LAKEWOOD - Due to the abundance of nuisance aquatic plant growth in 2012, the Chautauqua Lake Association was in need to regain control in Chautauqua Lake.
Thanks to members, foundation support and promised additional funding from county and state agencies, the agency hired additional employees, launched additional equipment and worked overtime to manage the increasing infestation and beautify Chautauqua Lake.
No other entity, public or private, exists to perform the necessary in-lake maintenance that Chautauqua Lake requires.
"Though we are in transition right now, we understand the needs of the community and are setting goals to provide for those needs in the future. We continue to look into ways of restoring past funding levels. This includes: increasing our fundraising efforts, utilizing volunteer programs, and we are exploring a shoreline clean-up crew that could be available for hire on an hourly basis in 2013," said Heather Nolan, Chautauqua Lake Association finance manager.
More than 15.6 million pounds of nuisance vegetation and debris was removed from Chautauqua Lake during the short season, a 50 percent increase from 2011. The increased removal is attributed to emergency funding provided by New York state, Chautauqua County and continued support by local foundations and association members. The association maintained three crews for nine weeks working 10 hours a day. This was represented by six harvesters, four shoreline barges, three transporters, three conveyors and six trucks working to meet the needs of Chautauqua Lake. Volunteers from Cummins Engine donated 748 hours and the state Welfare-to-Work Program provided 1,498 hours on barge and shoreline clean-up crews. This totaled 2,200 hours of volunteer time contributed to the needs of Chautauqua Lake.
Paul Swanson, Chautauqua Lake Association general manager, coordinated the Joint Neighborhood Partnership, which provided weekly weed removal for lakefront owners in several areas around the lake. Crews were available by truck on Tuesdays and Fridays to collect and remove piled debris in designated areas after residents cleaned their shorelines. The CLA hopes to expand the program in 2013.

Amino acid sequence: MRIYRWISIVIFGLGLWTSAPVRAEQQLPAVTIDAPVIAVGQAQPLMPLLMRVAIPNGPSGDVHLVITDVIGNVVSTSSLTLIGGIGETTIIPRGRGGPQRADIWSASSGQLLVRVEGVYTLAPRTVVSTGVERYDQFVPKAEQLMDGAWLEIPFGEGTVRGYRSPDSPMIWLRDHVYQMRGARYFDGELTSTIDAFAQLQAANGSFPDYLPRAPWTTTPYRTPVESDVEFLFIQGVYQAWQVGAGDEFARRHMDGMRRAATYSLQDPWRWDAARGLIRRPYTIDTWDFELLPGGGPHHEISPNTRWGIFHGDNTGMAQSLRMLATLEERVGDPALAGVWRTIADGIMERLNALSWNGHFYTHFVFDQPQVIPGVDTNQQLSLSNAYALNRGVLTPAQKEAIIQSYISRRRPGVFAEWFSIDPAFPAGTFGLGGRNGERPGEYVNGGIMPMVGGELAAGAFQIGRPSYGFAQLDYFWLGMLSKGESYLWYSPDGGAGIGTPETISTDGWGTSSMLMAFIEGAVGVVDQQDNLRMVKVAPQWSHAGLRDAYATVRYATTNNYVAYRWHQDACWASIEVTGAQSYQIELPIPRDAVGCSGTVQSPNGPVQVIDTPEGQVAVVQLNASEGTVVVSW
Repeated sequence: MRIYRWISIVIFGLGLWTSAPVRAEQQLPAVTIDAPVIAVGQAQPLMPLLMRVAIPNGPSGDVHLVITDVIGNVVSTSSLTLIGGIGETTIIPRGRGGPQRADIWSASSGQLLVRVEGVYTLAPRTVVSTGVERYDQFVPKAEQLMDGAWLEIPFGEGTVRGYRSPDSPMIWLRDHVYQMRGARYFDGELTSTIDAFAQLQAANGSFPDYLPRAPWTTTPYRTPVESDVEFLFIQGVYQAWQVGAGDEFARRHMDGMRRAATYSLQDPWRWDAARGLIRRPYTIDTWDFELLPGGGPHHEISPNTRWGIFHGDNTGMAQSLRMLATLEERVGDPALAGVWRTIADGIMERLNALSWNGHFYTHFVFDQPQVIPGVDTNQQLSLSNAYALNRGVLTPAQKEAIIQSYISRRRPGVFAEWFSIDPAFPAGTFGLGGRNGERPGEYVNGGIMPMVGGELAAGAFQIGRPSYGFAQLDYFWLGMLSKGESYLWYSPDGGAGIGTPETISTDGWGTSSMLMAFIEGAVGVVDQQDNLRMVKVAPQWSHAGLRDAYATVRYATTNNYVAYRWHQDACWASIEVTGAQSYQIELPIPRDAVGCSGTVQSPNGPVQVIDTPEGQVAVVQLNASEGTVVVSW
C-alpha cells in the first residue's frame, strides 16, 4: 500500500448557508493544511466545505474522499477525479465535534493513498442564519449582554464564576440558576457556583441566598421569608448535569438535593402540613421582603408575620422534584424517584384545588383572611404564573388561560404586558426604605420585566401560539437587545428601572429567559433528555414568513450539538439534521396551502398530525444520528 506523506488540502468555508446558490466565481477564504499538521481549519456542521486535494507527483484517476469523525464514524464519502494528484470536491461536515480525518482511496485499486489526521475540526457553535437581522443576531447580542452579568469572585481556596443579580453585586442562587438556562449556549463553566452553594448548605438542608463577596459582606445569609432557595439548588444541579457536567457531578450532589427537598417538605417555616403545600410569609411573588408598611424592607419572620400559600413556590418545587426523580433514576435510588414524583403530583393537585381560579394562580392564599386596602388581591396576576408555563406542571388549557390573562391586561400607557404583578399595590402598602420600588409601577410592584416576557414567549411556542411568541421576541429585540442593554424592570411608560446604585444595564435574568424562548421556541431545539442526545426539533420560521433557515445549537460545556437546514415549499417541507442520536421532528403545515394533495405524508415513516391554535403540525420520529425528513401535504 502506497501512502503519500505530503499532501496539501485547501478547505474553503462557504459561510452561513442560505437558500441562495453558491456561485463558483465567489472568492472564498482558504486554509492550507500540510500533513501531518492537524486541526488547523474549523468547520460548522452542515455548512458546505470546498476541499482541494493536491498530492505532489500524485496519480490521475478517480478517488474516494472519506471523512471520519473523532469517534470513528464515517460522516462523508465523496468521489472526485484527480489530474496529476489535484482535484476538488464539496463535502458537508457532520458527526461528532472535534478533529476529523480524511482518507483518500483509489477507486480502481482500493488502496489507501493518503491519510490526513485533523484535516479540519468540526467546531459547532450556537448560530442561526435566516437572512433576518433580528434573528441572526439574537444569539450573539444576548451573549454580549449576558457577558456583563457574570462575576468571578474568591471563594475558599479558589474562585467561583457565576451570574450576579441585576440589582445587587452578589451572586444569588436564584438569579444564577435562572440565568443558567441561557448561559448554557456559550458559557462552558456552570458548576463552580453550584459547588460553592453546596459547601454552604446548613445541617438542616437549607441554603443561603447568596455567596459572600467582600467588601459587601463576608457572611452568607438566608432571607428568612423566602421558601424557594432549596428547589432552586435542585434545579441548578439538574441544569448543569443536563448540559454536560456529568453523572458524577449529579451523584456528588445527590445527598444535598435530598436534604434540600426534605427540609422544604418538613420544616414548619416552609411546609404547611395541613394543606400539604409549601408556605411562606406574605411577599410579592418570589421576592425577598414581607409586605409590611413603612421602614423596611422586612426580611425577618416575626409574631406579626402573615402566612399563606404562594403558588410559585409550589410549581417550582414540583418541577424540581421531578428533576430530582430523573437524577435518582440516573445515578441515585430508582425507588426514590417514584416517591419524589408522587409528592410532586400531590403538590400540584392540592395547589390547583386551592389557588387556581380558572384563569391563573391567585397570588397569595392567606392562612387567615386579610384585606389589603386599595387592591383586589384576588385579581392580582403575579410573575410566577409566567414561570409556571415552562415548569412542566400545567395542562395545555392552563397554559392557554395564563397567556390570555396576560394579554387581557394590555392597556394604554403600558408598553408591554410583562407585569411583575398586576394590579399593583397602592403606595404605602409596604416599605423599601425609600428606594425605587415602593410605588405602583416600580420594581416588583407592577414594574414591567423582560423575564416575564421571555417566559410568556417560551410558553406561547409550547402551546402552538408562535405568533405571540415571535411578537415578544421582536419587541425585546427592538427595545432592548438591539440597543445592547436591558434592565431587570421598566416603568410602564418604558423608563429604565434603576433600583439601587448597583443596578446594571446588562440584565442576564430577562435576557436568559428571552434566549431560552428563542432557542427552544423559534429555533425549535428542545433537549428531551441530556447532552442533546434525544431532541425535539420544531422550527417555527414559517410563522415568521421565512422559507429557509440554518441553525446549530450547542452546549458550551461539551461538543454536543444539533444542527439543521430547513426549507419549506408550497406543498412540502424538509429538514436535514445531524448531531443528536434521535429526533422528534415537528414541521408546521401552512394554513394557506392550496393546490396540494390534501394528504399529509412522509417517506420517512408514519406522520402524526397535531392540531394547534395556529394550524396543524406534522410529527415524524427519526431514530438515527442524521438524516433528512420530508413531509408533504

The CLA has a new Internet address, chautauqualakeassociation.org, and the site will be receiving a re-design in 2013. Online donation and e-newsletter sign-ups will be available. The website and Facebook page have updated harvest reports, location of weed removal crews and links about fundraising activities, invasive species, state postings and the Department of Health postings for blue green algae reports.
The CLA participated in a community seminar at Chautauqua Institution called "Water Matters." The presentation was sponsored by Chautauqua Institution. Robert Johnson, an ecologist from Racine-Johnson Ecologists, exhibited live aquariums of herbivores and lake vegetation. He also displayed a variety of shoreline plants, showing how they can be used to filter out nutrients going into the lake that nourish the weeds.
Private foundations continued their support of the association in 2012. The Ralph C. Sheldon Foundation provided $40,000 toward annual lake maintenance. The Chautauqua Region Community Foundation contributed $20,000 with an additional $10,000 matching grant. The Johnson Foundation and the Lenna Foundation both made a contribution of $10,000 toward annual operations, and the Holmberg Foundation donated $8,000 to continued scientific studies. The Rotary Club of Jamestown added $5,000 to the association to help with shoreline clean-up.
Douglas Conroe will serve as the 2013 CLA president. Craig Butler was elected as first vice president, and Paul O. Stage as second. The board expressed its gratitude to Chris Yates, retiring president, for the efforts he gave to CLA business in 2012.